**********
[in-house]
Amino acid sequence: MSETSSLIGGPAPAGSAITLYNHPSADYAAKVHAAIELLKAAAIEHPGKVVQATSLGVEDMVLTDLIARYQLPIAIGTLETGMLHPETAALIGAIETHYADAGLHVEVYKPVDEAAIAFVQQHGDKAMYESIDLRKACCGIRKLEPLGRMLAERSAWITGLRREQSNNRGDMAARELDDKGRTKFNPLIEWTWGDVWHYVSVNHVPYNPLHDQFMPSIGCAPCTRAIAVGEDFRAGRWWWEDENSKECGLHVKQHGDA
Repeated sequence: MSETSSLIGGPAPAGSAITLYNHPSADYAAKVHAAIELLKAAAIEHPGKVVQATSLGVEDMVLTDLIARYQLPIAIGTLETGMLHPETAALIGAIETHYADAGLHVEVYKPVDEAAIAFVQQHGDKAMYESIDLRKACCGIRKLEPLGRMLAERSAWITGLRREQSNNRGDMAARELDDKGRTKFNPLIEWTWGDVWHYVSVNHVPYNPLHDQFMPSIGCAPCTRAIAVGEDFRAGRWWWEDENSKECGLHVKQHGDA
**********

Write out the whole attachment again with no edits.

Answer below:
[in-house]
Amino acid sequence: MSETSSLIGGPAPAGSAITLYNHPSADYAAKVHAAIELLKAAAIEHPGKVVQATSLGVEDMVLTDLIARYQLPIAIGTLETGMLHPETAALIGAIETHYADAGLHVEVYKPVDEAAIAFVQQHGDKAMYESIDLRKACCGIRKLEPLGRMLAERSAWITGLRREQSNNRGDMAARELDDKGRTKFNPLIEWTWGDVWHYVSVNHVPYNPLHDQFMPSIGCAPCTRAIAVGEDFRAGRWWWEDENSKECGLHVKQHGDA
Repeated sequence: MSETSSLIGGPAPAGSAITLYNHPSADYAAKVHAAIELLKAAAIEHPGKVVQATSLGVEDMVLTDLIARYQLPIAIGTLETGMLHPETAALIGAIETHYADAGLHVEVYKPVDEAAIAFVQQHGDKAMYESIDLRKACCGIRKLEPLGRMLAERSAWITGLRREQSNNRGDMAARELDDKGRTKFNPLIEWTWGDVWHYVSVNHVPYNPLHDQFMPSIGCAPCTRAIAVGEDFRAGRWWWEDENSKECGLHVKQHGDA